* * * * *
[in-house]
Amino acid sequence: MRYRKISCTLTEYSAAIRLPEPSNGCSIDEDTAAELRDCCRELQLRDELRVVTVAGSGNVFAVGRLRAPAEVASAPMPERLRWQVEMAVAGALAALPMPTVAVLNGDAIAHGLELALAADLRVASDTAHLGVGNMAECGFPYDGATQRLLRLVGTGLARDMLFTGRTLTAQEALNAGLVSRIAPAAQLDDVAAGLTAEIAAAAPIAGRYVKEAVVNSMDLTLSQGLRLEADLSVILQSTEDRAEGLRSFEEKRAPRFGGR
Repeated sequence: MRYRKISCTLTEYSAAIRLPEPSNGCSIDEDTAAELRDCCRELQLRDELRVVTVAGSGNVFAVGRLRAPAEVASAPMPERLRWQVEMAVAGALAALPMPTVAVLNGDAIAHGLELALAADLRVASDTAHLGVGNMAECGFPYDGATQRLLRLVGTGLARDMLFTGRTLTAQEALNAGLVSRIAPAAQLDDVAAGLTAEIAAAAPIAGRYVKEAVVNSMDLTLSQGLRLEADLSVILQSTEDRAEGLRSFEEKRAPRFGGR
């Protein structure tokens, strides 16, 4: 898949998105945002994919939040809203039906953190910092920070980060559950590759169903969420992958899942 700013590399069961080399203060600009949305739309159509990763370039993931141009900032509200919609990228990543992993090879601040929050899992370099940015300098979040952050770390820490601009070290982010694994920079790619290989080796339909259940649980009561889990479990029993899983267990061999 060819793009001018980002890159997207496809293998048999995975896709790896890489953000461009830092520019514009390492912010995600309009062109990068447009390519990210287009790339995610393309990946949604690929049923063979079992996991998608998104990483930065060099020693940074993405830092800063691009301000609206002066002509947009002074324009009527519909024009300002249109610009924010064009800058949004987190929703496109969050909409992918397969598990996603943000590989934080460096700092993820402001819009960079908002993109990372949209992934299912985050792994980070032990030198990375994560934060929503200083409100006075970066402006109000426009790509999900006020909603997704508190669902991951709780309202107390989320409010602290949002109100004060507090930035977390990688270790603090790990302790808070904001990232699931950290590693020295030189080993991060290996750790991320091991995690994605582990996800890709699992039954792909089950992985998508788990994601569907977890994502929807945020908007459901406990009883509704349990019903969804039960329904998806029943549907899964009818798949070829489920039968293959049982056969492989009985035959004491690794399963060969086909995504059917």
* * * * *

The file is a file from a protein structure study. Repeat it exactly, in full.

[in-house]
Amino acid sequence: MRYRKISCTLTEYSAAIRLPEPSNGCSIDEDTAAELRDCCRELQLRDELRVVTVAGSGNVFAVGRLRAPAEVASAPMPERLRWQVEMAVAGALAALPMPTVAVLNGDAIAHGLELALAADLRVASDTAHLGVGNMAECGFPYDGATQRLLRLVGTGLARDMLFTGRTLTAQEALNAGLVSRIAPAAQLDDVAAGLTAEIAAAAPIAGRYVKEAVVNSMDLTLSQGLRLEADLSVILQSTEDRAEGLRSFEEKRAPRFGGR
Repeated sequence: MRYRKISCTLTEYSAAIRLPEPSNGCSIDEDTAAELRDCCRELQLRDELRVVTVAGSGNVFAVGRLRAPAEVASAPMPERLRWQVEMAVAGALAALPMPTVAVLNGDAIAHGLELALAADLRVASDTAHLGVGNMAECGFPYDGATQRLLRLVGTGLARDMLFTGRTLTAQEALNAGLVSRIAPAAQLDDVAAGLTAEIAAAAPIAGRYVKEAVVNSMDLTLSQGLRLEADLSVILQSTEDRAEGLRSFEEKRAPRFGGR
């Protein structure tokens, strides 16, 4: 898949998105945002994919939040809203039906953190910092920070980060559950590759169903969420992958899942 700013590399069961080399203060600009949305739309159509990763370039993931141009900032509200919609990228990543992993090879601040929050899992370099940015300098979040952050770390820490601009070290982010694994920079790619290989080796339909259940649980009561889990479990029993899983267990061999 060819793009001018980002890159997207496809293998048999995975896709790896890489953000461009830092520019514009390492912010995600309009062109990068447009390519990210287009790339995610393309990946949604690929049923063979079992996991998608998104990483930065060099020693940074993405830092800063691009301000609206002066002509947009002074324009009527519909024009300002249109610009924010064009800058949004987190929703496109969050909409992918397969598990996603943000590989934080460096700092993820402001819009960079908002993109990372949209992934299912985050792994980070032990030198990375994560934060929503200083409100006075970066402006109000426009790509999900006020909603997704508190669902991951709780309202107390989320409010602290949002109100004060507090930035977390990688270790603090790990302790808070904001990232699931950290590693020295030189080993991060290996750790991320091991995690994605582990996800890709699992039954792909089950992985998508788990994601569907977890994502929807945020908007459901406990009883509704349990019903969804039960329904998806029943549907899964009818798949070829489920039968293959049982056969492989009985035959004491690794399963060969086909995504059917």